What's hot: Tarpon are starting to migrate along the west coast beaches. Large schools of fish will hold in and around all passes that have strong tidal flows. The easiest places to find big numbers of fish are along the beaches in clear water. I look for a large, dark shadow. Once I spot the target, I position the boat using my trolling motor to within casting range and pitch baits in the path of fish.
Bait: I use a 12-foot cast net to throw for bait. This allows me to fill the well quickly and throw in deeper water. I like to have a variety of bait; you never know what a tarpon will eat. Scaled sardines, also known as whitebait, are everyone's top choice. Threadfin herring, which are called greenbacks, are just as good but are very sensitive and die quickly once their scales fall off. Crabs can be found floating on grass lines on outgoing tides. Use a long dip net to scoop them up. Pinfish usually end up in the cast net thrown for sardines and herring.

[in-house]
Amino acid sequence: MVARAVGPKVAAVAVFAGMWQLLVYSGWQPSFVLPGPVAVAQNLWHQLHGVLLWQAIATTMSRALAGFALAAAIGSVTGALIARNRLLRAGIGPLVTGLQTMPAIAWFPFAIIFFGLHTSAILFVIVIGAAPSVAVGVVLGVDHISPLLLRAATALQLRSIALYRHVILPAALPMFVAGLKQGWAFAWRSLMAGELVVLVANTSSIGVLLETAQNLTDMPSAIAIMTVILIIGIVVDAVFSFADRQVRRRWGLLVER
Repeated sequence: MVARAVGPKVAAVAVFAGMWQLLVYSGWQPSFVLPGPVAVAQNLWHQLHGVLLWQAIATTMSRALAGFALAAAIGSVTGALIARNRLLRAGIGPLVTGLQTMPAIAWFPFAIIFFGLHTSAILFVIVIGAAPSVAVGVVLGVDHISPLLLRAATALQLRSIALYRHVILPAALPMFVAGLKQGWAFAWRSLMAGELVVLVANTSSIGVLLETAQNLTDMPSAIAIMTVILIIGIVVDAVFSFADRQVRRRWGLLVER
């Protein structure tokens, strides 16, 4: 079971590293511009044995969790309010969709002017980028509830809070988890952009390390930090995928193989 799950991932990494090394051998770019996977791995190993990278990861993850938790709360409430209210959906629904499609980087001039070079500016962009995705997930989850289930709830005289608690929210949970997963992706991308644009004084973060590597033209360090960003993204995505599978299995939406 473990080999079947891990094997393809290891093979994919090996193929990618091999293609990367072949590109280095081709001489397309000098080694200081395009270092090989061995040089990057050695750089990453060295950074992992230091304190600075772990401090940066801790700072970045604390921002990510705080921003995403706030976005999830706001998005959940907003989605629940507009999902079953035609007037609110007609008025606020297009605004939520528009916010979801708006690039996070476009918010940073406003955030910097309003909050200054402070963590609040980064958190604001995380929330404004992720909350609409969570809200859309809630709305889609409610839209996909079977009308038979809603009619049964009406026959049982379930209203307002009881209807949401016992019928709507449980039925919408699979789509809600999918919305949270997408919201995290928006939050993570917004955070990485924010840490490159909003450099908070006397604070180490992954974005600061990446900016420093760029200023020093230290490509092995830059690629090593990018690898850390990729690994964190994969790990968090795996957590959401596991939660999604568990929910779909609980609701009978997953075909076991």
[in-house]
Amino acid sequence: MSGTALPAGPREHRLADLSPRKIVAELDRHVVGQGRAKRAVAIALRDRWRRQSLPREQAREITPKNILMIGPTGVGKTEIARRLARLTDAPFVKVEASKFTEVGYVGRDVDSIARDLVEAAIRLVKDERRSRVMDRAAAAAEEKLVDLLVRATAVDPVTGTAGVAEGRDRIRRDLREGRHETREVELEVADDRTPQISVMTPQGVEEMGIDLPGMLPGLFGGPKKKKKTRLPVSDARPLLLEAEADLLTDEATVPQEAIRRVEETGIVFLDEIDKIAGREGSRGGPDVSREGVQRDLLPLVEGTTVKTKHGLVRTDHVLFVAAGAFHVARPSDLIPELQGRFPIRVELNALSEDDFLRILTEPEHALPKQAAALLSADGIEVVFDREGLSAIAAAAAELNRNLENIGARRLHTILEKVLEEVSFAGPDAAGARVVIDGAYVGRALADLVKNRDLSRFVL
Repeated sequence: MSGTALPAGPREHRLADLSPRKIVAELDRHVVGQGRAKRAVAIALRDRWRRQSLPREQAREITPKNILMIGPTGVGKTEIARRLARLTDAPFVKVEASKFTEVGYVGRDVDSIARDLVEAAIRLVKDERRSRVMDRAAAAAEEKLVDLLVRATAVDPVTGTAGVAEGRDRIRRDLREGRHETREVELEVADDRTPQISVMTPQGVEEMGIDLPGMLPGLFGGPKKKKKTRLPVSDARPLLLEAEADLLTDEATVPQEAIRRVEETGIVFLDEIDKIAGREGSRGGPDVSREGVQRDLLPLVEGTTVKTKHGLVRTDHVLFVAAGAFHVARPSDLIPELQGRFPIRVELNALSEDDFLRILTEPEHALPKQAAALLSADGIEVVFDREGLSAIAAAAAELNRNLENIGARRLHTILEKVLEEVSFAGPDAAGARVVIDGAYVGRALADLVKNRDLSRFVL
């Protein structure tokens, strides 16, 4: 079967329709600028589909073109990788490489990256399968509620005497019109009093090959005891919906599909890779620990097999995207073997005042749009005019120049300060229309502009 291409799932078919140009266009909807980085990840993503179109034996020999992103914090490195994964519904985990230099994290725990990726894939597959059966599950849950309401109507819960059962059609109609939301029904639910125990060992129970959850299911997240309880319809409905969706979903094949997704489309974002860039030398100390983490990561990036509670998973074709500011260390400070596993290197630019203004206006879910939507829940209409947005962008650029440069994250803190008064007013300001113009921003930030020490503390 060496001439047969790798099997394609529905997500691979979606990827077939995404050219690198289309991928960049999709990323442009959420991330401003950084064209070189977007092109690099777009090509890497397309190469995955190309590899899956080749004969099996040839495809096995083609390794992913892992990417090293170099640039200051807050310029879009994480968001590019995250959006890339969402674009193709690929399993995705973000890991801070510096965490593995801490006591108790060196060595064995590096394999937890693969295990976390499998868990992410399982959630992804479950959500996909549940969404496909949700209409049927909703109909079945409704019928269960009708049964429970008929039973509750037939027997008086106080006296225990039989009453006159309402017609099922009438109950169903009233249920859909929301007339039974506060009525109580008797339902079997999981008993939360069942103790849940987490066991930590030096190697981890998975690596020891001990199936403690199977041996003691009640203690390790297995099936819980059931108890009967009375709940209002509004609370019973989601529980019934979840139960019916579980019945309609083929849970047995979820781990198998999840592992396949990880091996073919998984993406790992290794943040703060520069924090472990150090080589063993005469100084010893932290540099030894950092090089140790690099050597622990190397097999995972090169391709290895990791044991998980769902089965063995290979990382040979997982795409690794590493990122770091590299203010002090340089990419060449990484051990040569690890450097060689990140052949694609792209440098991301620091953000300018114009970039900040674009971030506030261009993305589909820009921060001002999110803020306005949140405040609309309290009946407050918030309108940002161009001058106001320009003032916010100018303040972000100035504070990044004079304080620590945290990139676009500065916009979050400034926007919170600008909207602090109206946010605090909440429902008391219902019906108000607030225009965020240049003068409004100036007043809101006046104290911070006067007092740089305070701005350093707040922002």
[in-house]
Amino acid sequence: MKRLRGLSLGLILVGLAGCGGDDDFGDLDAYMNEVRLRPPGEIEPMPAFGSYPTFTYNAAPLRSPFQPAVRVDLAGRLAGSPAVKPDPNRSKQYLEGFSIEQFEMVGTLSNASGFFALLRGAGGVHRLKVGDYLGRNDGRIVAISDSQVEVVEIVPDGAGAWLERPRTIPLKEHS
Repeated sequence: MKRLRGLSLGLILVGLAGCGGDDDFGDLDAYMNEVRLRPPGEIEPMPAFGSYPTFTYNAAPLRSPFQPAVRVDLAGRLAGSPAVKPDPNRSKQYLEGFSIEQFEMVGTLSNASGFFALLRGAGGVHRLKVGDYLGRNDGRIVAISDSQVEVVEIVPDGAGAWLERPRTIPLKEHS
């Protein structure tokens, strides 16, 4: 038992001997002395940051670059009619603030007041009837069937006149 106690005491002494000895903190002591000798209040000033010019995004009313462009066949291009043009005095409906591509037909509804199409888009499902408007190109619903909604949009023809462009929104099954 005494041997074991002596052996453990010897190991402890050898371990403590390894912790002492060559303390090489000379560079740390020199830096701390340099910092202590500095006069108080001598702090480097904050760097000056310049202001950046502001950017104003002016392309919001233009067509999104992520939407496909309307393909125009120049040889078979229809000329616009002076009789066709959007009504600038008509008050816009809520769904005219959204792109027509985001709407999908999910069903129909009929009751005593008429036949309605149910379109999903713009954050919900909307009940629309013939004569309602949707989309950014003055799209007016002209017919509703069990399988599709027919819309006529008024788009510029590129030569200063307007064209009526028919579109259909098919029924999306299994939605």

Tactic: Approach schools of fish with care. Running motors will spook fish and shut them down. Tarpon will run to deeper water when spooked, making it difficult to sight cast. Use a push pole or a trolling motor on the lowest setting to get close to fish.
Rob Gorta charters out of St. Petersburg. Call him at (727) 647-7606 or visit www.captainrobgorta.com.